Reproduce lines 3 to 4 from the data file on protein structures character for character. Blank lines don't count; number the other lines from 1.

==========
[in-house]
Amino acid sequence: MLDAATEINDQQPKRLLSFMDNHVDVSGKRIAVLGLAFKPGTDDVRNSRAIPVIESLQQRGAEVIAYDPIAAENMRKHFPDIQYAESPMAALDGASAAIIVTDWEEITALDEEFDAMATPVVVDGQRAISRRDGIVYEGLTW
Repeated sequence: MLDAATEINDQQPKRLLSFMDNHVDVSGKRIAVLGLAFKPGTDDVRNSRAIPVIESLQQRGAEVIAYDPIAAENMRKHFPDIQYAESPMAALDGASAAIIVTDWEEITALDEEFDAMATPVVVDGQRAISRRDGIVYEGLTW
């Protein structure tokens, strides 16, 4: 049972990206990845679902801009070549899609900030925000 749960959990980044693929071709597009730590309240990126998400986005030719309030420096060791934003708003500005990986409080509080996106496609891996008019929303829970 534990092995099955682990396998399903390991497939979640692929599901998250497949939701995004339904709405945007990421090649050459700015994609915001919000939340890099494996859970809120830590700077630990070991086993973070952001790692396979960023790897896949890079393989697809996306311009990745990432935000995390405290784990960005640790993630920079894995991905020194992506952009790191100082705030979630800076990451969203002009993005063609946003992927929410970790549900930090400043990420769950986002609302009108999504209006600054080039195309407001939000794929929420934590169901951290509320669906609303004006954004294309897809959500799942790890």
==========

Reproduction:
Repeated sequence: MLDAATEINDQQPKRLLSFMDNHVDVSGKRIAVLGLAFKPGTDDVRNSRAIPVIESLQQRGAEVIAYDPIAAENMRKHFPDIQYAESPMAALDGASAAIIVTDWEEITALDEEFDAMATPVVVDGQRAISRRDGIVYEGLTW
């Protein structure tokens, strides 16, 4: 049972990206990845679902801009070549899609900030925000 749960959990980044693929071709597009730590309240990126998400986005030719309030420096060791934003708003500005990986409080509080996106496609891996008019929303829970 534990092995099955682990396998399903390991497939979640692929599901998250497949939701995004339904709405945007990421090649050459700015994609915001919000939340890099494996859970809120830590700077630990070991086993973070952001790692396979960023790897896949890079393989697809996306311009990745990432935000995390405290784990960005640790993630920079894995991905020194992506952009790191100082705030979630800076990451969203002009993005063609946003992927929410970790549900930090400043990420769950986002609302009108999504209006600054080039195309407001939000794929929420934590169901951290509320669906609303004006954004294309897809959500799942790890």